Anyway, what I did have was Norin Soul Sister, somewhat buffed with the printing of Ranger-Captain of Eos and Sunbaked Canyon. In some respects, it actually put on a good show. There was also a U/B Mill, which I had already been piecing together for MagicFest Ghent, a Team Modern weekend. This deck is well positioned within Unified Modern and has access to graveyard hate via Surgical Extraction and Leyline of the Void. Jason Chung actually took this deck to Top 4 at GP Liverpool and thinking that the 4-0 bracket likely had plenty of Dredges, Hogaaks, and Phoenices, I made my choice.

Red Bull Untapped, Brussels

Brussels

All of the above was before the 1-2 in Modern Horizons and as soon as I registered my first loss in Modern (to a Phoenix deck where both of us made horrendous misplays), I was out. The end.

Well, not quite. Gerry Thompson was there, cosplaying as Yawgmoth, Thran Physician and having noticed my rather dismal appearance, he offered some sage advice: "Sometimes those make the best tournament reports."

I arrived in Brussels Friday evening and the plan was to do some work from my hotel room on Saturday and be fully rested on Sunday. Instead, I sat and watched almost the entirety of the coverage from Florence. No work done. But what a performance from Javier Dominguez!

Now to the Sealed event.

The Sealed pool looked promising at first glance: Urza, Tribute Mage, some Amorphous Axes, and even a Sword! But that was pretty much it. A paucity of flyers, a distinct lack of evasion and permission. In the end, 4C Slivers was the deck. Nothing amazing, but there were a number of Changelings, and naturally some Slivers: Bladeback Sliver, Cleaving Sliver, Lancer Sliver, Lavabelly Sliver, Spiteful Sliver, Tempered Sliver. Not too shabby. After some removal and some recursion, I was good to go. I lost in Round 1 to a disguised Stirring Address in what initially appeared as a fantastic attack for me, but it ultimately led to the loss of my whole board. I managed to win Round 2 though when my opponent passed to my five untapped Slivers. I lost again in Round 3 to another Sliver deck, only this one had First Sliver's Chosen AND The First Sliver. Short and sweet. Overall, I enjoyed the games with the exception of Round 3 Game 2, where I never found my third land.

Round 4 in Modern wasn't much better. I had control of the match against an opponent running Javier Dominguez's exact 75 when we both made a ludicrous error – I forgot that I had a Leyline in play for one turn, thus allowing my opponent to get 2 points out of Lava Dart. Had I not been such a scrub and had I caught it when it could have still been rewound, I would have had a number of extra Hedron Crab triggers and, I feel, that would have gotten me to the top.

However, c'est la vie. What's done is done.

I then entered the secondary event, the Leaderboard. Each entrant got one free Modern Horizons Draft or Core 2020 Sealed and up to two free Modern 8-man pods. Ultimately, no one managed to play more than one Limited event and one Constructed side event, so 6-0 was the ceiling.

The Leaderboard

On to the Modern Horizons Draft!

Changeling Outcast Bogardan Dragonheart Alpine Guide

Serra the Benevolent was in my pod, the wonderful Nissa Cosplay whom I worked with at GP Lille a few year ago. I was far more prepared for this format, for sure. I'd drafted several times in paper and knew the pitfalls and traps as well as I could. P1P1 was Goblin Champion. I was going wide and as low to the ground as possible I wanted – and got – Changeling Outcast, Alpine Guide, and Bogardan Dragonheart in multiples. I picked up Mob, Magmatic Sinkhole, and a Smiting Helix for which I splashed a single Plains. There wasn't a single rare in my pile, which is no mean feat given my drafting history and weak will.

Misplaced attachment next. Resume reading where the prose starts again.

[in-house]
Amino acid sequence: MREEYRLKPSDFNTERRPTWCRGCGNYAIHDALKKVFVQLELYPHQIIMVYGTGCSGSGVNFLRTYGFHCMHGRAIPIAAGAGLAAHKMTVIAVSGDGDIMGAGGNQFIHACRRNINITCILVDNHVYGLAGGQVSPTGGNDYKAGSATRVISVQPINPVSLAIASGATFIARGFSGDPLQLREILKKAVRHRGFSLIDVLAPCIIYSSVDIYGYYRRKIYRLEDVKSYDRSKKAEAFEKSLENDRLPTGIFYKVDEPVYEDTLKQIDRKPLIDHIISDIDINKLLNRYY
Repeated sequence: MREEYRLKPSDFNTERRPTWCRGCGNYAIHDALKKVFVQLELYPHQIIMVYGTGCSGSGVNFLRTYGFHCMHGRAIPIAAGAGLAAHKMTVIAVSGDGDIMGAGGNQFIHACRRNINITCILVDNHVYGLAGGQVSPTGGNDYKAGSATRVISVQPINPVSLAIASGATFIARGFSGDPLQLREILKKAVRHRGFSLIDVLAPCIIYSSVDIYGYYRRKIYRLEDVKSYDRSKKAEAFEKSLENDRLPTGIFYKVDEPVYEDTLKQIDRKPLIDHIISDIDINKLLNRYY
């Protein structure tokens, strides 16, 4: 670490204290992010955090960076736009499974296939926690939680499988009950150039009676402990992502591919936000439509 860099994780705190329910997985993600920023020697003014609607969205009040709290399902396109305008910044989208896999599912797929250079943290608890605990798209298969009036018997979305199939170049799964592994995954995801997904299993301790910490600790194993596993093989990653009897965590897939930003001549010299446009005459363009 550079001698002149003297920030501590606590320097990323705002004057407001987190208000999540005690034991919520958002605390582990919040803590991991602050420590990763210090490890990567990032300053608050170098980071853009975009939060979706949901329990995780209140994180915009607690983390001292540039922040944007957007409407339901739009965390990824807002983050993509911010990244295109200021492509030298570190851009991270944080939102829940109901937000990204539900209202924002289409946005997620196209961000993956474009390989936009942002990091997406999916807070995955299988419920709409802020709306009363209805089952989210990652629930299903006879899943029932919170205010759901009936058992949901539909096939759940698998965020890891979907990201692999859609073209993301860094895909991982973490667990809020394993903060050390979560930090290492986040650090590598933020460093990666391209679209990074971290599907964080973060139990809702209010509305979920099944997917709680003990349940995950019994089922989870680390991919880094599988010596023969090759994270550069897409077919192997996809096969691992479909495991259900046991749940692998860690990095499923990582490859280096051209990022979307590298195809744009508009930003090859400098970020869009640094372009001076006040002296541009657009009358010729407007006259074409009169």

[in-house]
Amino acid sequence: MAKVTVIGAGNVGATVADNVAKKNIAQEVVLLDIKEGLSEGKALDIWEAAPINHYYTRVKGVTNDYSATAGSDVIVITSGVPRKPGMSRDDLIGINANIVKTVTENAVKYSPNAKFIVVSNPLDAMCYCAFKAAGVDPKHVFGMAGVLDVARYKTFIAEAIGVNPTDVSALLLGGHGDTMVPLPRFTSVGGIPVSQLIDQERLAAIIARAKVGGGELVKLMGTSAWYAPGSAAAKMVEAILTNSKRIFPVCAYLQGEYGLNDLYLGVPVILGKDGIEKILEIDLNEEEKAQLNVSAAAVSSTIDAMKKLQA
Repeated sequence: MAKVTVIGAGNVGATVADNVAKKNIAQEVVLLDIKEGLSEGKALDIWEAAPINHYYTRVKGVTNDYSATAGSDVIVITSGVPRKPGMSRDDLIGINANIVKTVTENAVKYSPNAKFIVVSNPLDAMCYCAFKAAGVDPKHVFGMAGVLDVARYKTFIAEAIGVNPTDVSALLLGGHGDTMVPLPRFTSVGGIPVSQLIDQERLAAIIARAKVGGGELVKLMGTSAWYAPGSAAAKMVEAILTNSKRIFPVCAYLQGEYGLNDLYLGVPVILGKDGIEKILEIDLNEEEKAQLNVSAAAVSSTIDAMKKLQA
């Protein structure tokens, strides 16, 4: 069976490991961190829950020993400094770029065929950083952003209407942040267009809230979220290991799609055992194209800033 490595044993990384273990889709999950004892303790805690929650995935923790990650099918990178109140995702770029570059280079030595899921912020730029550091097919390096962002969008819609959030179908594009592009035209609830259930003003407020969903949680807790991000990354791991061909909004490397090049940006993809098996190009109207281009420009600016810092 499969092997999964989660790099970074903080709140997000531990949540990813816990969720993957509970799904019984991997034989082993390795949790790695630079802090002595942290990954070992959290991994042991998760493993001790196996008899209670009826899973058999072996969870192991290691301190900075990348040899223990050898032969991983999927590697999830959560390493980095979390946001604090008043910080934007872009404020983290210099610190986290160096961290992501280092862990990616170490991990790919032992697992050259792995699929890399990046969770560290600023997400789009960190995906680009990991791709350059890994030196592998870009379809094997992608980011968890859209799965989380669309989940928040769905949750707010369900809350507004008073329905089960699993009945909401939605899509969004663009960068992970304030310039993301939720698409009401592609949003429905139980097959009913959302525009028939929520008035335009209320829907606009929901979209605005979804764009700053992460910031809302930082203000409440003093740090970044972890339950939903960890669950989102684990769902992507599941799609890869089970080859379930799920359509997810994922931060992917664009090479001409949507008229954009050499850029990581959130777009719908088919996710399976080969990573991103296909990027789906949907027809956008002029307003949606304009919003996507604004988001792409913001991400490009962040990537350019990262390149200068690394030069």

The deck played smoothly with two quick 2-0s. The final round was against Nissa Cosplay, who had a Snow deck with THREE Iceberg Cancrix. I lost game 1 quickly, but my Goblin Champions and some timely Umezama's Charms ended up giving me the match and a sweet 3-0. I couldn't have been happier going into a Constructed pod.

I managed to get to 4-0 against a 75-card Aria deck. This time, I played my cards well and ran away with the match, but my luck ended there. Double Hogaaks in rounds 5 and 6, both having nutty starts that put me to 12 points, instead of the 15 that would have gotten me the SDCC promo sets.

I did make it far enough for some prizes and, of course, I opened the Sealed pool, which gave me some trade fodder, so I could add to my collection.

Epilogue

Leyline of the Void

If I had it all to do again, I would have reduced the Surgical Extraction and Extirpate count and would have moved four Leyline of the Voids to my main deck. If Hogaak thinks it's good enough to play for other Hogaak decks, then it's good enough for me. 

Regarding the Modern Horizons Draft, Snow is of course the best deck, but only if you get the payoff cards. However, I think that Rakdos can offer a clean and linear option for players struggling to come to terms with the format. The archetype is quick with early beats that can put pressure on your opponent under pressure already during the first turns. This can lead to more hesitant attacks on their part that can buy you time to draw into removal and further evasion. Black also has a decent amount of recursion, meaning you can often sacrifice your Deathtouch creatures into a stacked board, turning that Unearth, Graveshifter, or Return from Extinction into Diabolic Edicts.

You can watch the Red Bull Untapped finals online, held at London's newly opened Red Bull Gaming Sphere. The finals featured the eight finalists from the four events. Here's some bonus footage from Brussels as well – an interview, though unfortunately cut short, with yours truly! You can also find me on Twitter.

Until next time!

Opinions expressed in this article are those of the author and not necessarily Cardmarket.